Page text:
Spent coffee grounds have lots of uses. One of their best is as a fertiliser. Lots of plants can benefit from the nutrient-rich resource. There are a couple of ways we can do this— you can sprinkle the used grounds over the surface of the earth, or you can make "coffee tea" to use in our gardens. Soak up to six cups of used coffee grounds for up to a week in 20 litres of water to make garden coffee, then use it to water your acid-loving plants.
8. MOLASSES FERTILISER
Molasses helps to increase the microbes and beneficial bacteria in our soils. This helps all of our plants to grow. To make molasses tea, we just mix approx. 4 tablespoons of molasses into 4 litres of water. Then just add this tea to your plants once a week or so and watch them grow!
9. COOKING WATER
Many different nutrients are released into water we boil our food in. Water that is used to boil our vegetables, eggs, and even pasta or rice can be used as a fertiliser. Always let the water cool before applying it to your soil.
10. EGG SHELLS
Eggshells contain a little nitrogen, phosphoric acid, and other trace elements that help make them a practical fertiliser we can use in our garden. Calcium is also a main component which our plants need to grow happily and healthily. Simply crush them, powder them in a mortar and pestle, and sprinkle them around your garden soil.
With the light constantly changing with the seasons, it can be hard to try and find things that will grow in the shadier parts of our gardens. Do you have an area of your yard that is shaded for part or most of the day?
Many vegetables grow in the shade. Some even thrive when they are protected from the heat of the sun.
The infrastructure on your property can make it challenging to find a place for your garden. The shadows thrown by this infrastructure change throughout the day and with the season as the sun shifts. Luckily, many edible plants can thrive in partial shade, dappled shade, or in as little as 3-6 hours of sunlight a day.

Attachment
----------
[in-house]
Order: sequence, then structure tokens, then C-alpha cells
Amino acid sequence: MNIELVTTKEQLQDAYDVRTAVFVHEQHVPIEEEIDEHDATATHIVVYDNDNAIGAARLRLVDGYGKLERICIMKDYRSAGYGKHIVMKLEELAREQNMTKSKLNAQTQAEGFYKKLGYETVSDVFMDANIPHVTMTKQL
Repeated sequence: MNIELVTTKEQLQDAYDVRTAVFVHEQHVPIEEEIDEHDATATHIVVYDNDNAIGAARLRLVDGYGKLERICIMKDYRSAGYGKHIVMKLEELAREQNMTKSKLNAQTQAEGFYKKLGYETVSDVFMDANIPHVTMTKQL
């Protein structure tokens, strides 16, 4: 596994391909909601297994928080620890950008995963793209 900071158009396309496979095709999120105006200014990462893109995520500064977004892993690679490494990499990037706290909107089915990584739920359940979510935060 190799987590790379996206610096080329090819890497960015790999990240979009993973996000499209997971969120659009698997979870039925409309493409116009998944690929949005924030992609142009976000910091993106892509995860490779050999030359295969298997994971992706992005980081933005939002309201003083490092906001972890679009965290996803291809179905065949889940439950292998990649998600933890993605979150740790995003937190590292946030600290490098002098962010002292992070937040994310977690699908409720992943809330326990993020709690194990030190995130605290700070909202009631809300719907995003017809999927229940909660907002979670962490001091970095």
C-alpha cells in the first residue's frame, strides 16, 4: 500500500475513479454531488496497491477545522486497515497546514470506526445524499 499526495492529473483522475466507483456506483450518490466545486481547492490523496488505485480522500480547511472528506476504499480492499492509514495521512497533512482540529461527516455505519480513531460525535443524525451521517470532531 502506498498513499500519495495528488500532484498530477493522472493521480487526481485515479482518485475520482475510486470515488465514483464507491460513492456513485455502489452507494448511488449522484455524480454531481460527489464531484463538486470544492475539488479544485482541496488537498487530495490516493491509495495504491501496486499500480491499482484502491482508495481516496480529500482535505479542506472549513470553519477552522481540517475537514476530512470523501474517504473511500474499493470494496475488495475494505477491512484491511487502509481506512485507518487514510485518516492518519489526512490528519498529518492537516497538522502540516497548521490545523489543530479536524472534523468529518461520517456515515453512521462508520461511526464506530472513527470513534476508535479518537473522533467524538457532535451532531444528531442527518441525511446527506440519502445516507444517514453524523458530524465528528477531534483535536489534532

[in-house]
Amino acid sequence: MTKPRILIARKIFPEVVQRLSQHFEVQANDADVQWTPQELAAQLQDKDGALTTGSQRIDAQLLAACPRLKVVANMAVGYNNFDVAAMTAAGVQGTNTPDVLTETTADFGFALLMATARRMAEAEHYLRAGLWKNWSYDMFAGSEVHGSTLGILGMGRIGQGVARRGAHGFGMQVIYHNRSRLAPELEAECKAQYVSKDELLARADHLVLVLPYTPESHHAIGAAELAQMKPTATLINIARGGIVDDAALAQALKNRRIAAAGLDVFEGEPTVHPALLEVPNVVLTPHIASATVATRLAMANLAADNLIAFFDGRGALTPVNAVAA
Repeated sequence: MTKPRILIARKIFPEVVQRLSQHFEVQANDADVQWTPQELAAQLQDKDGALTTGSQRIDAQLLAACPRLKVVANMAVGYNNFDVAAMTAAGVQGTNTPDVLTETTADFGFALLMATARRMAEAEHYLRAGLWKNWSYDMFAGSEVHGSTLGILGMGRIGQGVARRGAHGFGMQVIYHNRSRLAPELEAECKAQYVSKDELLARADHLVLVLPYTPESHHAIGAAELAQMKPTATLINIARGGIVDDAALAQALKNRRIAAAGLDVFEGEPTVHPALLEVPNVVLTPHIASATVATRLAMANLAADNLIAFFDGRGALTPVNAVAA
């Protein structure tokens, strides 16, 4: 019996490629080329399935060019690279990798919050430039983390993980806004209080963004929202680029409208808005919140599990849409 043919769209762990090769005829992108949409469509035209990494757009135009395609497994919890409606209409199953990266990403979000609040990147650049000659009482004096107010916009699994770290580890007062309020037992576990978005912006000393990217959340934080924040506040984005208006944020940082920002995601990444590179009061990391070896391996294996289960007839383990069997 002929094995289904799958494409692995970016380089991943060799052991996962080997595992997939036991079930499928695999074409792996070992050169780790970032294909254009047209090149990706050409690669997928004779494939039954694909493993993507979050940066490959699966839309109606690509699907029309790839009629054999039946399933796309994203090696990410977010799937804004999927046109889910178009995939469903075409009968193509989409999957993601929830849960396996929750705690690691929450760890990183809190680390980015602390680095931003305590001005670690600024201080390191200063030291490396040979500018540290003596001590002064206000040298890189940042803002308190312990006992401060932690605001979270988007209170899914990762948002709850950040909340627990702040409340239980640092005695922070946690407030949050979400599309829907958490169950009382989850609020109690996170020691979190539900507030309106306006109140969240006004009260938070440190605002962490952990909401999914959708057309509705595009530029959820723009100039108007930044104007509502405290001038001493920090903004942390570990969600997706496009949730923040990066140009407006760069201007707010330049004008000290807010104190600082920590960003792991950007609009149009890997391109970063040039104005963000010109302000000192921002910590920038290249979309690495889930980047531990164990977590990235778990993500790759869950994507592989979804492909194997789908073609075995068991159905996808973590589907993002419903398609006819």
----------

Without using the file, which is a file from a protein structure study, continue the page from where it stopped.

WHAT EXACTLY IS SHADE?The definition of shade in a garden is more diverse than we originally thought. It is important to remember that as the sun travels across the sky, the sunlight levels will differ throughout your garden through the day. Very few parts of a garden are always in full sun or total shade.
These changing levels can lead to four different, distinct microclimate definitions for the shadiness of a particular area:
Full Sun - Areas are receiving direct sunlight for at least six to eight hours a day.
Partial Sun / Dappled Shade - Areas which receive either sun for three to six hours a day, or more extended periods of dappled sunlight filtering through trees. Spots are receiving constant reflected light from painted walls and so on also count as being in partial sun.
Shade - Areas are receiving less than three hours of direct sun a day.
Deep Shade - Areas are receiving little or no direct sunlight, such as those in the permanent shade of a south-facing wall.
TIPS FOR GROWING VEGETABLES IN THE SHADE
• Choose vegetables and herbs adapted to shade.